I agree with both noble Lords, Lord Khan and Lord Rennard, about the value of the contributions that we have had in these debates previously in this House by both Lord Judge and Lord Mackay. While the Government did not always agree with those points, we are all the poorer for their absence from the debate we are having today.

The noble Lord, Lord Khan, questioned whether the statement sets the priorities for the commission. The introduction of the statement will not replace the commission’s other duties. The commission will continue to set its own priorities; I reassure all noble Lords on that matter. The noble Lord, Lord Khan, asked what happens if the statement conflicts with the commission’s priorities. Does it override them or can the commission simply ignore the statement? Neither is the case. As my noble friend Lady Noakes set out clearly and eloquently, the duty to have regard to a statement of government policy in this area is not unusual and does not conflict with the operational independence of the commission. The duty to have regard simply means that, when carrying out its functions, the commission will be required to consider the statement and weigh it up against other relevant considerations. It is for the commission to independently decide how best to factor the statement into its decision-making processes and corporate documents.

My noble friend was right that the concern about the word “should” in the statement is misguided. In legislation, the relevant point is that the commission has the duty to have regard to the statement. That is a well-established legal principle. Therefore the use of the word “should”, or any alternative phrase in the statement, does not change anything relating to what the commission must do in order to fulfil its legal duties. The duty to have regard simply means that it needs to consider it and weigh it up carefully.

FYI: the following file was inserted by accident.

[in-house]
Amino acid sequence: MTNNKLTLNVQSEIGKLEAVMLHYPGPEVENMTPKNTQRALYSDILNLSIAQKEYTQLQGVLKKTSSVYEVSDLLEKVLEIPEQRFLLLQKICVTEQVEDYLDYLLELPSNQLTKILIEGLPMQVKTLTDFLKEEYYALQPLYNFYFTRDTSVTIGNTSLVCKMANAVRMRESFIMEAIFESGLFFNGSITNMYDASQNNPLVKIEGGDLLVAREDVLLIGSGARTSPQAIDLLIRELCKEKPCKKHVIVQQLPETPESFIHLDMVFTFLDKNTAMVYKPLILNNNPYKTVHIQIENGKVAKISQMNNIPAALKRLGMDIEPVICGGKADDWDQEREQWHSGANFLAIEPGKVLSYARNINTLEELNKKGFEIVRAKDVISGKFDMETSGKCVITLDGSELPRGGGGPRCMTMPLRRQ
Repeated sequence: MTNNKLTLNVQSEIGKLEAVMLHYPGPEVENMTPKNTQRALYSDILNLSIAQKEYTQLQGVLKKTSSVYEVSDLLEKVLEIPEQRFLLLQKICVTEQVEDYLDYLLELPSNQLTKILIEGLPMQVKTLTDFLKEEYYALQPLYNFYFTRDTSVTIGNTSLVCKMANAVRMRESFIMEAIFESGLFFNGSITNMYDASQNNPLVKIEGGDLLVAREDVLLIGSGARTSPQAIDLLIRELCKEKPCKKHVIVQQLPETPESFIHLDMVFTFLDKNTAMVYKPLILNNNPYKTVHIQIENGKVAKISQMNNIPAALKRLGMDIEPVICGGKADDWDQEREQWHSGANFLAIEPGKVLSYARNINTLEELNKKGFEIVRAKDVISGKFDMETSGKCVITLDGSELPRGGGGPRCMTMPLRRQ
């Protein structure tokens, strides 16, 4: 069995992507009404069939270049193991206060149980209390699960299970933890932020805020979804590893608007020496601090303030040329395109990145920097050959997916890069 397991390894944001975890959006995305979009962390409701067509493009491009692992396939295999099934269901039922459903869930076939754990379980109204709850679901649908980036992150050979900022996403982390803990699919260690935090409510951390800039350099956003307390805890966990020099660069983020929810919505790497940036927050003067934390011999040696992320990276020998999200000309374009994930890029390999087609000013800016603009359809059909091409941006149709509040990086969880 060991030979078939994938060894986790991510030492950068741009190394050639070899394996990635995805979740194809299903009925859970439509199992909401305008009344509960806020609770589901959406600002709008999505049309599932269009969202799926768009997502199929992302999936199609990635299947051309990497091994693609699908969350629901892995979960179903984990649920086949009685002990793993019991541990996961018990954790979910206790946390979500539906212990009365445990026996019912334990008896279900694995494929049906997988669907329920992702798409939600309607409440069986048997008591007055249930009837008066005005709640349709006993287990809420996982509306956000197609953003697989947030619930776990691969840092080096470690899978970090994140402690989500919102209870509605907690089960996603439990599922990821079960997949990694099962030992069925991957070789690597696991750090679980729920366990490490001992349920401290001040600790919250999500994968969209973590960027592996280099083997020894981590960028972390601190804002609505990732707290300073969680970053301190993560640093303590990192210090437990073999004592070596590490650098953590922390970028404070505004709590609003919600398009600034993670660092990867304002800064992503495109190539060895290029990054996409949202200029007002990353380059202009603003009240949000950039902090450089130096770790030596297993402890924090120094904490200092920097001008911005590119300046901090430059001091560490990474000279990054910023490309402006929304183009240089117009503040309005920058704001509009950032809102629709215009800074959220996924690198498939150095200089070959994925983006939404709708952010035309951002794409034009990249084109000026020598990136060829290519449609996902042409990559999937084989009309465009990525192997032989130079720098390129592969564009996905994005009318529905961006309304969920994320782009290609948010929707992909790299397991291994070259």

On the question of who scrutinises or enforces whether the commission has had regard to the statement, that is for the Speaker’s Committee. The Elections Act gave the committee the power to scrutinise the commission’s duty to have regard to the statement.

The noble Lord, Lord Khan, also asked about enforcement and the ability of the statement to influence the Electoral Commission’s enforcement work. The Government wholeheartedly agree that the commission’s enforcement work should be left to the commission. That is why the legislation underpinning the statement explicitly states that the Secretary of State must have regard to the statutory duties of the commission to monitor and secure compliance with electoral law, and the statement must not contain provision relating to any specific enforcement or investigatory activity. Again, I emphasise that the statement does not provide operational instructions to the commission.

The noble Lord, Lord Rennard, said the Government’s assertion that substantive changes had been made to the draft statement in response to the statutory consultation was subjective. It may be, but it was acknowledged by the Speaker’s Committee in its response to the Government that some of the changes have clarified the wording of the initial draft statement and constitute substantive improvement. At least in that regard, there is some agreement between the Government and the Speaker’s Committee, although I recognise that there is wider disagreement, which was drawn to the House’s attention by the Secondary Legislation Scrutiny Committee.

I will not dwell on some of the wider issues. Suffice to say that the statement sets out the Government’s priorities in areas that touch on matters such as voter ID, where the Government continue to be of the view that it is essential that we stamp out the potential for voter fraud. We have looked carefully at the implementation of this policy. We found that, in the recent elections, 99.75% of voters were able to cast their vote successfully and adapted well to the rollout of voter ID in Great Britain. Obviously, that is something that we will continue to monitor closely, but the signs are good.